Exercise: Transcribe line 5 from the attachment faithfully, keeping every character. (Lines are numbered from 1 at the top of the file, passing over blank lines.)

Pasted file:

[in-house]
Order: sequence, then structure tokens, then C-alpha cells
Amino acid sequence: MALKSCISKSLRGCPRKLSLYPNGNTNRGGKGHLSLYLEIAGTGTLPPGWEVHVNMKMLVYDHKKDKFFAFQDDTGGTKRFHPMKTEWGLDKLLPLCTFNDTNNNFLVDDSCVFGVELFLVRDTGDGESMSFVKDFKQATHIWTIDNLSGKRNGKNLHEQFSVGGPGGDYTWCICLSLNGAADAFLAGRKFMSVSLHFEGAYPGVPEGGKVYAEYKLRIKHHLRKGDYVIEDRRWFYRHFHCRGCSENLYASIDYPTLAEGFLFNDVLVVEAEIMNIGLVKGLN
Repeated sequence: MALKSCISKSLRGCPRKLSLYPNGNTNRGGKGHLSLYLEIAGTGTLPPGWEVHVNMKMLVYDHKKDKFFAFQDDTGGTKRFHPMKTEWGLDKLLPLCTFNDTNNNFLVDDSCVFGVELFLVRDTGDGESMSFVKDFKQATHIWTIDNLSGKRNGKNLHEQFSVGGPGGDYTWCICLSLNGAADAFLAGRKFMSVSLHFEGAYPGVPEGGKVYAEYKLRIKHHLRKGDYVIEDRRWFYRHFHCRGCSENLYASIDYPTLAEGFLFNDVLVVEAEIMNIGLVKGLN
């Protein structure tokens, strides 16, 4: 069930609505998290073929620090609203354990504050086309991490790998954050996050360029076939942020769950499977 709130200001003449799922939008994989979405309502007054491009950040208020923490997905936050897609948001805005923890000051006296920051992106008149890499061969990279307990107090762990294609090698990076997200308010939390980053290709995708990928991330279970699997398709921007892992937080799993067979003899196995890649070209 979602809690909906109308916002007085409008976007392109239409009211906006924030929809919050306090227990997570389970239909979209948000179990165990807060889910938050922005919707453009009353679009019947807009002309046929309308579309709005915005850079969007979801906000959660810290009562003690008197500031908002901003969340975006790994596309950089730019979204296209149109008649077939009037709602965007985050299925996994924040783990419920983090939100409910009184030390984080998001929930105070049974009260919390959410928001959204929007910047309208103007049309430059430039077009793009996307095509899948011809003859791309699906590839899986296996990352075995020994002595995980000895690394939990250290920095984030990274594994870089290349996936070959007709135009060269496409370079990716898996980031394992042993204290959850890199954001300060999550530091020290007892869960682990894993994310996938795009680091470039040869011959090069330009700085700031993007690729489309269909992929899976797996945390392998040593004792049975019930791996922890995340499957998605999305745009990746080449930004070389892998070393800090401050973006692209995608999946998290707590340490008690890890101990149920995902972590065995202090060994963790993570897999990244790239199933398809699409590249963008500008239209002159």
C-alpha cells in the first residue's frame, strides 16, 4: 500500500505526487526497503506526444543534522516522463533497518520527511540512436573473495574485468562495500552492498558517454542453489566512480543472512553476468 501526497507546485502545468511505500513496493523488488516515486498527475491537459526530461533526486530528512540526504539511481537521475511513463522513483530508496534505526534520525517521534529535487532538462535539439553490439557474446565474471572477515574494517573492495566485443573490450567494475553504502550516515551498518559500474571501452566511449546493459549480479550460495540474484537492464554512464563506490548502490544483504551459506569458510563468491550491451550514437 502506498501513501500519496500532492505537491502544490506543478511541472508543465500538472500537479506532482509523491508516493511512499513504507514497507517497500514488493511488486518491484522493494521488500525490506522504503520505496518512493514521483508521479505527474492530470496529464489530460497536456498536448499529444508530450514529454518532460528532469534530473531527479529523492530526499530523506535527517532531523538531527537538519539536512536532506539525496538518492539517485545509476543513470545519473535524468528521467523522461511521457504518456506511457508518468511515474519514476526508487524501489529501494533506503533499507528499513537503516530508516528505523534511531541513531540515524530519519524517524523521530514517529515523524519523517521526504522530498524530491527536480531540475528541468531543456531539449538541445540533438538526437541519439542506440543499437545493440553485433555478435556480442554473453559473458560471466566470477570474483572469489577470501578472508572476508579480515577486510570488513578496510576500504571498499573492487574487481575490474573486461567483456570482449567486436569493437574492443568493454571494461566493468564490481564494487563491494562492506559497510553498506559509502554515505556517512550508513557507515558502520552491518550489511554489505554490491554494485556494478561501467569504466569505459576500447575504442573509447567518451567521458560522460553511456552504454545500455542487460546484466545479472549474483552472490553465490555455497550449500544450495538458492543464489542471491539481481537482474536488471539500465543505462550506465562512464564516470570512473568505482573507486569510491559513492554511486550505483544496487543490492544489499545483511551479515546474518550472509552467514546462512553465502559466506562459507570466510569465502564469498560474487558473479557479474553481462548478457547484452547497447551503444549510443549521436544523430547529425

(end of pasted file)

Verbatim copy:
């Protein structure tokens, strides 16, 4: 069930609505998290073929620090609203354990504050086309991490790998954050996050360029076939942020769950499977 709130200001003449799922939008994989979405309502007054491009950040208020923490997905936050897609948001805005923890000051006296920051992106008149890499061969990279307990107090762990294609090698990076997200308010939390980053290709995708990928991330279970699997398709921007892992937080799993067979003899196995890649070209 979602809690909906109308916002007085409008976007392109239409009211906006924030929809919050306090227990997570389970239909979209948000179990165990807060889910938050922005919707453009009353679009019947807009002309046929309308579309709005915005850079969007979801906000959660810290009562003690008197500031908002901003969340975006790994596309950089730019979204296209149109008649077939009037709602965007985050299925996994924040783990419920983090939100409910009184030390984080998001929930105070049974009260919390959410928001959204929007910047309208103007049309430059430039077009793009996307095509899948011809003859791309699906590839899986296996990352075995020994002595995980000895690394939990250290920095984030990274594994870089290349996936070959007709135009060269496409370079990716898996980031394992042993204290959850890199954001300060999550530091020290007892869960682990894993994310996938795009680091470039040869011959090069330009700085700031993007690729489309269909992929899976797996945390392998040593004792049975019930791996922890995340499957998605999305745009990746080449930004070389892998070393800090401050973006692209995608999946998290707590340490008690890890101990149920995902972590065995202090060994963790993570897999990244790239199933398809699409590249963008500008239209002159």